Great Leaders and National Issues of 1896/Chapter 8/Sherman

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John Sherman[edit]

Great Financier and Statesman


John Sherman is admittedly one of the ablest financiers and foremost statesmen of America. He was born May 10, 1823, at Lancaster, Ohio, and was the eighth of eleven children. He was the son of Charles Robert Sherman, who settled in Lancaster and took a leading part in the measures for defence in the war of 1812. He was a prominent and respected citizen, who, after serving for six years on the bench of the Supreme Court of the State, died suddenly in the forty-first year of his age.

Sherman's Younger Years[edit]

During his childhood, John Sherman attended a private school at Lancaster, but in 1831 his father's cousin, a prosperous merchant at Mount Vernon, invited him to his home and offered to take charge of his education until he was fitted for Kenyon College. The youth studied faithfully for four years, but, instead of entering college, returned to his mother's home and attended the academy there. The family were in such straitened circumstances that John decided that it was his duty to give up the plan of going to college and to support himself instead. His elder brother got him employment as junior rod-man under the engineer engaged in improving the § Muskingum River. He improved his leisure by study, but at the end of two years lost his place through the sweeping political changes in the State. Returning to Lancaster with nothing to do, he fell for a time into bad habits, but touched by the grief of his mother over his lapse, and by a sense of manliness, he quickly rallied, and thenceforth was his own “master.” Ever since that lapse, Senator Sherman has been a temperate man, and no one is more opposed to the drinking habit than he.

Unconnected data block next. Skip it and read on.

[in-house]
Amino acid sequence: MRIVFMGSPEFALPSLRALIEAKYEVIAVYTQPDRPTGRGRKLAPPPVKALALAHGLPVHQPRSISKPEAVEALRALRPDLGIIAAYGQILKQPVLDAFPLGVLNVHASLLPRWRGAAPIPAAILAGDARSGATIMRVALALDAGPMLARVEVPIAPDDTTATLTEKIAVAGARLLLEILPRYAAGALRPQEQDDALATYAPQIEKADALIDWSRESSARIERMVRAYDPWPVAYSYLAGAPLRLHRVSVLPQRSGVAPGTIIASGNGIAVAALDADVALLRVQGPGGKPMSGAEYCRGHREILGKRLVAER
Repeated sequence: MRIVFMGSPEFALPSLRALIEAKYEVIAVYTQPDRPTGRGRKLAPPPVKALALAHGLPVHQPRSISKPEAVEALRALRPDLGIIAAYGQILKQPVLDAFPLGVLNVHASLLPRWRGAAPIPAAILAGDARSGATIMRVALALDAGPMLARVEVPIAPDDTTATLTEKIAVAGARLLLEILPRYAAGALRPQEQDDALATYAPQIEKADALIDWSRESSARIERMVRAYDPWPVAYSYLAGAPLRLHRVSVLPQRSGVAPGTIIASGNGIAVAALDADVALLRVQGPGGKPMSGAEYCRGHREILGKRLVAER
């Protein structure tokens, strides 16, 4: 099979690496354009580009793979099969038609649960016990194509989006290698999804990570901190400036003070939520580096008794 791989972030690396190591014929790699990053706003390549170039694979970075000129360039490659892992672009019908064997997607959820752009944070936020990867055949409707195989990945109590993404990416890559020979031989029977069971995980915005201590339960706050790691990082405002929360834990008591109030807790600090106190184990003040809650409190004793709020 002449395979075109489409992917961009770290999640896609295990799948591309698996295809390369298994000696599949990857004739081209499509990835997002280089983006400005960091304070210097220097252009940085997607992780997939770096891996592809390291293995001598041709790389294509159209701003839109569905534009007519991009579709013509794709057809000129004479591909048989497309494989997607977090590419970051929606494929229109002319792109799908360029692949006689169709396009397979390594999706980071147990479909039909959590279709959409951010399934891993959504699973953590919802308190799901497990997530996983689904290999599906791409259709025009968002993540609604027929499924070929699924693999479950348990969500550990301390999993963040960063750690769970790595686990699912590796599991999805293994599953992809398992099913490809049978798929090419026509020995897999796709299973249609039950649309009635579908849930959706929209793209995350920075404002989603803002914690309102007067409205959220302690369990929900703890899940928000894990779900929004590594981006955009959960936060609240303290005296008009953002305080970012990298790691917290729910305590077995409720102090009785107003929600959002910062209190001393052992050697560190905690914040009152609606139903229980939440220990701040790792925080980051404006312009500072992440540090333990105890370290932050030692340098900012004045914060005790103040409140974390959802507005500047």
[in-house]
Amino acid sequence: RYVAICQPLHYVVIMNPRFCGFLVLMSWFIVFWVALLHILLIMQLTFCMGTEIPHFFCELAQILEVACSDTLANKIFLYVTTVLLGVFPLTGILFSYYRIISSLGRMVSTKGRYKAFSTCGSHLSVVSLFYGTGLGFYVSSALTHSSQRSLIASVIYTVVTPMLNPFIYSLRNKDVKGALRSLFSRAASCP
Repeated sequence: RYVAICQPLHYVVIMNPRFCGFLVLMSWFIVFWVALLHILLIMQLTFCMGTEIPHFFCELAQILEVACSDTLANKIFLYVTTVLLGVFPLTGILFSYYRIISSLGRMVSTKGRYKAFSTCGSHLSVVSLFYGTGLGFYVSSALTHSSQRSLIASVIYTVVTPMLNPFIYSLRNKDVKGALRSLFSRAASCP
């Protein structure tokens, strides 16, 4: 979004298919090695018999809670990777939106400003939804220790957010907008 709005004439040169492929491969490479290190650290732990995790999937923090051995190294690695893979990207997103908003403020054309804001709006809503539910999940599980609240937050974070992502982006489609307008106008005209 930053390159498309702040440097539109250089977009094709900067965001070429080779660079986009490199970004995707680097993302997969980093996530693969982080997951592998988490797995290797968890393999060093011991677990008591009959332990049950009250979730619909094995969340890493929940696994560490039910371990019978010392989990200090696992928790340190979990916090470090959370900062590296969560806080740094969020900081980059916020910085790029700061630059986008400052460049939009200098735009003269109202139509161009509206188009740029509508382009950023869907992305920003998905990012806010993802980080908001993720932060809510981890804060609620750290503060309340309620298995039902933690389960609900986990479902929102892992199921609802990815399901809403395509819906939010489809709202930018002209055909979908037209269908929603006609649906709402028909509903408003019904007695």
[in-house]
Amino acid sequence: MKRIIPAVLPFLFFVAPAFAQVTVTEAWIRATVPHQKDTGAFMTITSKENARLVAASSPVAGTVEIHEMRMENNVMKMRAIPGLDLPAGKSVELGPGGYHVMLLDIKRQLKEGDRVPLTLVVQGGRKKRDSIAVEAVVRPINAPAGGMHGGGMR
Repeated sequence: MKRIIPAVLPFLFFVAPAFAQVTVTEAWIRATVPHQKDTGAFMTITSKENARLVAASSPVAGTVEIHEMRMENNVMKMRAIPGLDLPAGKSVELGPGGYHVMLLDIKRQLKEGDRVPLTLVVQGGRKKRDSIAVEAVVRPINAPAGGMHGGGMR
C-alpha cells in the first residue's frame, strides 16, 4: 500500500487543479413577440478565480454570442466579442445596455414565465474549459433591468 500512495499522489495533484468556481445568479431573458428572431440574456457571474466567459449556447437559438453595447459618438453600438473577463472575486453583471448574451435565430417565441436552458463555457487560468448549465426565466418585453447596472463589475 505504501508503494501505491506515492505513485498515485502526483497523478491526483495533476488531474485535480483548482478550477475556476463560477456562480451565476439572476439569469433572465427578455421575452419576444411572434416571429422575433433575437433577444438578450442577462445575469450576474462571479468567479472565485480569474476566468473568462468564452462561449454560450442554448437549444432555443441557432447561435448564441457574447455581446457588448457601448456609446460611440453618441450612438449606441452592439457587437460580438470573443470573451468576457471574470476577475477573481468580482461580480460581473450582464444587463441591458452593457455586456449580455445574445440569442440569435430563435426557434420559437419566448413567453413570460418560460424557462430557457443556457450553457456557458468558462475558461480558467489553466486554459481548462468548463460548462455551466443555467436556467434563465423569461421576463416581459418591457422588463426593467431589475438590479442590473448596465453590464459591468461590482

Sherman a Lawyer[edit]

In the autumn of 1839 it was arranged that young Sherman should study law at Mansfield with his elder brother Charles and with Judge Parker, who had married his mother's only sister. His industry enabled him to support himself while thus employed, and he had been a practicing lawyer for more than a year before his admission to the bar, which took place on the day that he attained his twenty-first year.

On December 31, 1848, John Sherman was married to Miss Margaret Cecilia Stewart, only child of Judge Stewart. After their wedding tour, the couple returned to Mansfield and the husband applied himself arduously to his profession. His industry, ability and integrity brought him success, and in 1854 he was elected a member of the House of Representatives. It was in that year that the Missouri Compromise was repealed, stirring up such a vehement revolt and uprising in the North, that the Republican party of to-day was born and brought into vigorous existence. § Recently, when asked if he remembered his first speech, the distinguished Senator, said:

“Yes; I remember it well. It was in the midst of the exciting Kansas-Nebraska times, and there had been numerous changes in the personnel of the House. There were many young men among the new members. Matt Day, one of the founders of the Cincinnati Commercial, was a member. He wrote a great deal, but did not speak much, and was slightly deaf. He had scant regard for the sophomoric efforts of the young Congressmen. On the day that I spoke I sat behind him. Day would listen with his hand at his ear, and the moment one had concluded, would say, with a grunt of satisfaction:

“‘Another Dead Cock in the Pit’[edit]

“At last I saw a place where I thought I could make a good point. I jumped to my feet, got the Speaker's eye, and said my say. When I was through and had sat down, I said: ‘Here is another dead cock in the pit.’ But Day replied: ‘No, my young friend, I don't think it is quite so bad as that with you yet,’ and he gave me to understand that I had another chance or so for my life.”

Mr. Sherman spoke frequently, and, despite his youth, speedily assumed a leading position among his associates. He was renominated in October, 1856, and triumphantly elected. He was one of the most active and vigorous workers in the presidential campaign of that year, and insists to-day that the § Republicans would have been successful had they placed Seward or Chase in nomination instead of Fremont.